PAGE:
This cold-shoulder approach generally works to make a minor confrontations like “the guy at the counter charged me for 5 ketchup packets but only gave me 2” or “your grocery store sold me a food product that expired 2 months ago” go away-  the employee will leave you waiting for a resolution long enough that you’ll decide it’s just not worth it (time or money-wise) to pursue the remedy. Where American retail employees generally pass difficult queries (or difficult customers) up to a manager, in the Pacific the strategy appears to be “stall, and don’t admit fault OR assign blame to another employee so that no one’s feelings are hurt”, which makes for challenging encounters.

For example, say your internet service is suddenly cut off,  even though you’re paid up. You call them and ask they look into it, which they promise to do, and then they say they can’t find a problem. Then you call and ask for a technician to check the lines/equipment, who they promise to send,  who does not come for several days. You call back and ask if the technician was in fact called. Instead of admitting that the technician was booked up or that they forgot to call, they say they’ll look into it and call you back when the technician will come, which they never do. When you call back, you get the run around again. I find that going to an office in person or asking to see a manager will actually get things done a little faster (though it still took forever to get our internet back on, and even longer to get a credit for all the days I’d paid for but could not use).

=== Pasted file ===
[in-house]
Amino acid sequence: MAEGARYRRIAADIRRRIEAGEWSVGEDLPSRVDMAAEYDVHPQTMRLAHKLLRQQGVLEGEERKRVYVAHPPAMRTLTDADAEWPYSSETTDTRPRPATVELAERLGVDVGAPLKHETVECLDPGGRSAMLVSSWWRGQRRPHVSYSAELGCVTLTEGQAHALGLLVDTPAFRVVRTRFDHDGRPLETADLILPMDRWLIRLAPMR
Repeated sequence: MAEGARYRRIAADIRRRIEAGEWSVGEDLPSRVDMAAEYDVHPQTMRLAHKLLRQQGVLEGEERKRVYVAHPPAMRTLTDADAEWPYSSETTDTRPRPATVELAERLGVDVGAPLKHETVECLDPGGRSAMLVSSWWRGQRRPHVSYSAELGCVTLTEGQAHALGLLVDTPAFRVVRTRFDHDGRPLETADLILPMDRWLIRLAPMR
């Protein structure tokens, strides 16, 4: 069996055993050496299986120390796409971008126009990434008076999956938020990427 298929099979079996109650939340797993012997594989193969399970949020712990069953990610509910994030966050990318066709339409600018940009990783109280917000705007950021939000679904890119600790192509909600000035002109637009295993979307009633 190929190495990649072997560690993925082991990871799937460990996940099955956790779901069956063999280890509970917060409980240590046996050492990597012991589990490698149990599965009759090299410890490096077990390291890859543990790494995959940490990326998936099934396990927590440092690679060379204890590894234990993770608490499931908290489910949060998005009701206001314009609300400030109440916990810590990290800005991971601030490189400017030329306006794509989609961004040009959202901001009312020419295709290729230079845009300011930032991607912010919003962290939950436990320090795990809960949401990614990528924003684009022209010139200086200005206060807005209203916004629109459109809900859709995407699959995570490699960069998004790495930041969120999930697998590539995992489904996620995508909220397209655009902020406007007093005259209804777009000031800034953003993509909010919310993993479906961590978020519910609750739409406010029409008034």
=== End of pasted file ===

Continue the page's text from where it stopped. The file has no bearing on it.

Saving face seems to extend even to something that isn’t anyone’s specific fault- instead of following the business model that if the customer’s service isn’t working, someone who knows what they’re doing needs to fix it so the customer gets what they are paying for, it’s almost as if the employee feels they will lose face since you have a problem with the business and they just happened to be the one that answered the phone. Needless to say, if you are disgruntled or angry about the thing that isn’t working rather than stating your problem matter-of-factly, the avoidance behavior tends to be more pronounced.

I’m not saying all Fijians do this, of course, I’m saying you will encounter this “ignore it and it will go away” behavior far more often in the Pacific than you will in North America, and that even if you understand why it’s happening, it’s super frustrating. Which brings me to my security deposit.

The security deposit was equal to a month’s rent, so my landlord would be silly to think if he waited me out I would just shrug my shoulders and write off the loss. But incredibly, that appears to have been his strategy, which is how I ended up taking him to court.

I had a 3 month lease, which we did not renew considering the burglary and subsequent prowlings. The law, as far as I understand it, says the landlord is supposed to refund your deposit within 14 days of when you move out. I figured, this being Fiji, that 2 weeks really meant 4 weeks, so when I left messages with my landlord on week 2 and week 3 about returning the keys and getting by rental bond. He didn’t return any of my calls.  At one point I called from a payphone to disguise my number, he answered and stalled, promising to call me back soon to return my money.